Sunday, April 19, 2015

La Peg ready to take a bow

For its next production, FringeArts is getting ready to raise the curtain on La Peg, a brasserie, in its headquarters at Columbus Boulevard and Race Street, across from Race Street Pier.

La Peg ready to take a bow

For its next production, FringeArts is getting ready to raise the curtain on La Peg, a brasserie, in its headquarters at Columbus Boulevard and Race Street, across from Race Street Pier.

La Peg (140 N. Columbus Blvd., 215-375-7744) has set the opening date as Aug. 25 - six years to the day that executive chef/operator Peter Woolsey opened his first restaurant, Bistrot La Minette in Queen Village. (Both times, he and his wife, Peg - yes, "La Peg" - had newborns to care for at the time, as well.)

La Peg's opening also will be 10 days before the start of the 18th Philadelphia Fringe Festival.

And there's drama at La Peg, and not because of its connection to theater.

It's the view.

From just about everywhere inside the century-old red brick building, you can see the Ben Franklin Bridge, whose distinctive towers and steel cables seem to loom over the dining room through the large, arched windows.

The building was a fire department high-pressure pumping station for decades, and some oldtime steel fixtures remain; they're part of the charm. (A pumping station? Glad you asked: If there was a fire somewhere in Center City in the days before sprinklers were mandated, it was up to men working in this station to turn on pumps that sucked 10,000 gallons of water a minute from the Delaware River and diverted it to the proper fire hydrants.)

The architect Richard Stokes, who had 45-foot-tall ceilings to work with, ordered up a steel mezzanine to be erected in the vast, column-less room to create an elevated dining area. The kitchen - domain of Woolsey and chef de cuisine Nich Bazik - is tucked beneath the mezzanine.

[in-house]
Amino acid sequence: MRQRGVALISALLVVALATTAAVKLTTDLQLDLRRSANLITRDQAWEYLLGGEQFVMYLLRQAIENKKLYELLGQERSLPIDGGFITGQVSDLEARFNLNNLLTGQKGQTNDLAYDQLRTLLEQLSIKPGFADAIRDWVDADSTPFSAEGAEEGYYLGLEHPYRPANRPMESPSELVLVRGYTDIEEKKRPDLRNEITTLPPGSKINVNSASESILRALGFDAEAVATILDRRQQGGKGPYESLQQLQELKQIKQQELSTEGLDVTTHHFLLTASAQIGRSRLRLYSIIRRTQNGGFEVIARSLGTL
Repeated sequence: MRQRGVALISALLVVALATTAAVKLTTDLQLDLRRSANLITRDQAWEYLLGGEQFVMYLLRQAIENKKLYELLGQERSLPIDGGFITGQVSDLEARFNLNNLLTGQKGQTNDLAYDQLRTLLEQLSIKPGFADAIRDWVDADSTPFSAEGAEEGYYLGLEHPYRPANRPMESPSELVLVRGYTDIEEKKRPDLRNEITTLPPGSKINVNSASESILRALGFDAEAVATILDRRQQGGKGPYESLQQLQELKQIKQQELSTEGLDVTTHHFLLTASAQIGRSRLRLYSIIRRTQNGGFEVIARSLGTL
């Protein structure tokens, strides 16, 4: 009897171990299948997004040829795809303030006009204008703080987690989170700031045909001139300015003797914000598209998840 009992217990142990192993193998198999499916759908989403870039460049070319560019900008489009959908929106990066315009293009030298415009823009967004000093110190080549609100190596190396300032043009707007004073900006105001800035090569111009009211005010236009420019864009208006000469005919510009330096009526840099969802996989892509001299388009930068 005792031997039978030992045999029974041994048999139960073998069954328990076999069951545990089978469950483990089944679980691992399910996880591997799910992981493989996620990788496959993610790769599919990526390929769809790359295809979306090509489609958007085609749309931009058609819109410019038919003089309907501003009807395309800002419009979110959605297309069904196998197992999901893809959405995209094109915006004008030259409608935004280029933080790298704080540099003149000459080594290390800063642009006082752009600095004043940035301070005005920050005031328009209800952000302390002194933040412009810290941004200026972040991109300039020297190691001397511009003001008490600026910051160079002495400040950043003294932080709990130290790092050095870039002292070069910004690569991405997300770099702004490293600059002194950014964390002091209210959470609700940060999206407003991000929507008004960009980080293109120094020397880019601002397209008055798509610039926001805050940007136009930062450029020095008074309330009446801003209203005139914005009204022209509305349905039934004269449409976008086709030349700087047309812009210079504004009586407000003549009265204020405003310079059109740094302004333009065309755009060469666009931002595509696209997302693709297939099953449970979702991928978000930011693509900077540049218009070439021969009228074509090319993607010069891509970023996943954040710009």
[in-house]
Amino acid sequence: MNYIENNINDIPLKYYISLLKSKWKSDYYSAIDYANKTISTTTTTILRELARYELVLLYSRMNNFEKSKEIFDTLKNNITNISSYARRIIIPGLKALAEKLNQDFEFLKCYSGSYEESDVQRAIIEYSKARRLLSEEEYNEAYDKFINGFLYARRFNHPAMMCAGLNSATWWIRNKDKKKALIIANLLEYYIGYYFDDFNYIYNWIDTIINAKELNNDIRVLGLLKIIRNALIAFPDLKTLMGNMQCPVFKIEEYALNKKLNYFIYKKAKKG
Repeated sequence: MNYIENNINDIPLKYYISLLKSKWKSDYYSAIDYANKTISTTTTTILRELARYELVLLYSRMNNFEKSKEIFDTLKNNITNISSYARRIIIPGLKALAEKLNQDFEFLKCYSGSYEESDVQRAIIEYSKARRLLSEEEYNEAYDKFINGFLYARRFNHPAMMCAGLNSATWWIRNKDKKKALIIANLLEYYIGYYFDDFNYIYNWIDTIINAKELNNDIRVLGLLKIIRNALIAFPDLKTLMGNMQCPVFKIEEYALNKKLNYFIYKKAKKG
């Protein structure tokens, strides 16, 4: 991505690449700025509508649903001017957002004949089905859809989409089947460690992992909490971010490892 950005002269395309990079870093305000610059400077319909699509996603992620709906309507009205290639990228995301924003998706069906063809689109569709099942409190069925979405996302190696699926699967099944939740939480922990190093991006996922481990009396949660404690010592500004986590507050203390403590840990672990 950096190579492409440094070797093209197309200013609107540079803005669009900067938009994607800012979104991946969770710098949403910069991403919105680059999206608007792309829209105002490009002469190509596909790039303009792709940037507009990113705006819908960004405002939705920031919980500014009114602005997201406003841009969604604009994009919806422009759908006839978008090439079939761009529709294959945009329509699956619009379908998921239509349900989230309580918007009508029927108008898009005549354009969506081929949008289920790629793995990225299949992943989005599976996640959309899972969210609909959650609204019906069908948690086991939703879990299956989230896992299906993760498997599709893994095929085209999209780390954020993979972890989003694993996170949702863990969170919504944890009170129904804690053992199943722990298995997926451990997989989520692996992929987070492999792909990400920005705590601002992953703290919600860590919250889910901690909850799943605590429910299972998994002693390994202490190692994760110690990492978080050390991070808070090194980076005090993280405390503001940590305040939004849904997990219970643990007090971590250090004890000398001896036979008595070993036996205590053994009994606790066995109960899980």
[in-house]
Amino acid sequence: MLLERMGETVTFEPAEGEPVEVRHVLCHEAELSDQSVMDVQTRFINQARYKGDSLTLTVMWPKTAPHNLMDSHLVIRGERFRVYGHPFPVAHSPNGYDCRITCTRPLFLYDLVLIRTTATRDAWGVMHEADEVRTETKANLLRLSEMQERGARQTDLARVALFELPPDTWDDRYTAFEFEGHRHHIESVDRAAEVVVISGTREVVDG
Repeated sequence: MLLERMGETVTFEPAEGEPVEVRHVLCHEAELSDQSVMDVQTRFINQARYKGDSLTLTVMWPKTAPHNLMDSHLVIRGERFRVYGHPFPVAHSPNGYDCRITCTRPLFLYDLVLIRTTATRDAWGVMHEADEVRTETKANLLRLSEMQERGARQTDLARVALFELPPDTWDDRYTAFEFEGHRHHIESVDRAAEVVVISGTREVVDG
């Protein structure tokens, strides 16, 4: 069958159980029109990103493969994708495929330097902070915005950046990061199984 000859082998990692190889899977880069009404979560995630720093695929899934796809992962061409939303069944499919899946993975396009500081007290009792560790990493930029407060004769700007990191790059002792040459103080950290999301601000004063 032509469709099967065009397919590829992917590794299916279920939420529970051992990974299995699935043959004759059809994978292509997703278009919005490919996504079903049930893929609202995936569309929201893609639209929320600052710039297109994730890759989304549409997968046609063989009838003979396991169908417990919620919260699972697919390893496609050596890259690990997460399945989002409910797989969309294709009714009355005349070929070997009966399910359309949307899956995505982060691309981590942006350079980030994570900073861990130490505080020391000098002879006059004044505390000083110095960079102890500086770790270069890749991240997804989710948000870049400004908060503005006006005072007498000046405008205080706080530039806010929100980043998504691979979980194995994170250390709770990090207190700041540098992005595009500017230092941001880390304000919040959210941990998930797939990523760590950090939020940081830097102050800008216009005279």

La Peg seats about 100 and there's a 12-seat bar. Also sharing the building are FringeArts' 240-seat theater, studio and offices.

There's a stage in one corner for performances.

Outside is 7,000 square feet of space that Groundswell Architecture is turning into an outdoor lounge, dining area, and bar. That bar was built out of an old shipping container and the dining area will be on top of blue stone salvaged from Princeton University, said Woolsey, who earlier this year stepped away from Bistrot La Minette to work with FringeArts' Nick Stuccio on La Peg.

FringeArts is no stranger to food, as it produces the annual Feastival, a fundraiser that typically draws dozens of restaurants and chefs plus hundreds of patrons. This year's Feastival, the fifth, will be Sept. 18 on Penn's Landing.

For your perusal, here's La Peg's menu, whose best deal is a $30 prix-fixe of three salads or French onion soup; roasted half-chicken and fries or salmon with lentils and horseradish; and dessert of chocolate cake or sundae.

It will be dinner only at the start, adding brunch in the fall.

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About this blog
Michael Klein, the editor/producer of philly.com/Food, writes about the local restaurant scene in his Inquirer column "Table Talk." Have a question? Email it! See his Inquirer work here.

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